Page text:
“7-Year-Olds Exploring Each Other’s Bodies”

My seven-year-old son, Brett and his seven-year-old best friend, Jacqueline, have been engaging in sex play for a few years now. They have a great relationship – they can work out differences, talk to each other about how they feel and they both contribute equally in terms of leading and following. Up until now, their exploration has been bathing together, looking at each other’s genitals, hiding under the covers naked and giggling a lot. So far, it’s felt okay for both families. But lately they’ve been shutting the door, asking for privacy and spending more time naked under the covers. When I walk in the room, they shout indignantly that they want to be left alone. The other day, I asked them what they were doing and they didn’t want to talk about it. Finally, Jacqueline said, “We’re trying to see Brett’s sperm and my eggs.” I believe in healthy exploration and I don’t want to make them feel bad, but I’m not sure anymore how much of this sort of thing is okay. All the grownups involved are starting to feel unsure about what’s okay and what isn’t. What’s normal for kids to do? What guidelines should we set for them?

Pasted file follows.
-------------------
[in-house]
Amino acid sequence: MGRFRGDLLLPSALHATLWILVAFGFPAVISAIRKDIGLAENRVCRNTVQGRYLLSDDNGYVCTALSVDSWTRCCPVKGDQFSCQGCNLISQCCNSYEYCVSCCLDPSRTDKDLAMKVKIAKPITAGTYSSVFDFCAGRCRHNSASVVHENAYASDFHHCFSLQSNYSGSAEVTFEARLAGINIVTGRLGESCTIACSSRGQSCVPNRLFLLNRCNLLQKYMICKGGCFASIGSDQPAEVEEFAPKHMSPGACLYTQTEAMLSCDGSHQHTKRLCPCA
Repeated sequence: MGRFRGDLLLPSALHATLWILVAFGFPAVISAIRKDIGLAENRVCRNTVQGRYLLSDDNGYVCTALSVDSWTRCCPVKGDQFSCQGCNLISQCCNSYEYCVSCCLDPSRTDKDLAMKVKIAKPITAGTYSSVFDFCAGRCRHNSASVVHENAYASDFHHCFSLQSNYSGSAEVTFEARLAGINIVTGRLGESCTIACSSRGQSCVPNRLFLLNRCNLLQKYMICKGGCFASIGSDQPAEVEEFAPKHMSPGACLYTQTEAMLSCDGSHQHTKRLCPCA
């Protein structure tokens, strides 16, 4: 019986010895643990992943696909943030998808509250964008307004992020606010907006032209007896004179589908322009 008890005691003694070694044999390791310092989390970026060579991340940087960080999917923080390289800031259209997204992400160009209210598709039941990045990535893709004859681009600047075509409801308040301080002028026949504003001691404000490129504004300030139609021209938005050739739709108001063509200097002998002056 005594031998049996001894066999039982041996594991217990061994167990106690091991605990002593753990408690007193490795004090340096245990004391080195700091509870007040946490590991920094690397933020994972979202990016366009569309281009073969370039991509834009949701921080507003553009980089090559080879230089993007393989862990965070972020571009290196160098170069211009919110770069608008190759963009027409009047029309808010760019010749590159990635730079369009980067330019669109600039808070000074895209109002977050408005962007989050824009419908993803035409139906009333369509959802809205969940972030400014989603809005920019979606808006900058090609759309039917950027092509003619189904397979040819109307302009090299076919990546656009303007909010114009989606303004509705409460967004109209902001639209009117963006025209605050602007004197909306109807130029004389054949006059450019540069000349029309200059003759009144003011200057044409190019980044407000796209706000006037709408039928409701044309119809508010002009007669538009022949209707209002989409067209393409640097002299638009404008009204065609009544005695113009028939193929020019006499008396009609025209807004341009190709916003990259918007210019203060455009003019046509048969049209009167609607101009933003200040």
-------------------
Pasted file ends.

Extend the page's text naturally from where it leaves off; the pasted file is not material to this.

— concerned dad in Eureka

Most children are curious about their bodies. They want to know how the parts work, what they look like, what they can do, how they change, what feels good, what doesn’t, and how to take care of them. It is important to remember that children’s curiosity about their own bodies and their friends’ bodies is not the same thing as adult sexuality. Even calling this kind of mutual genital exploration “sex play” can be misleading.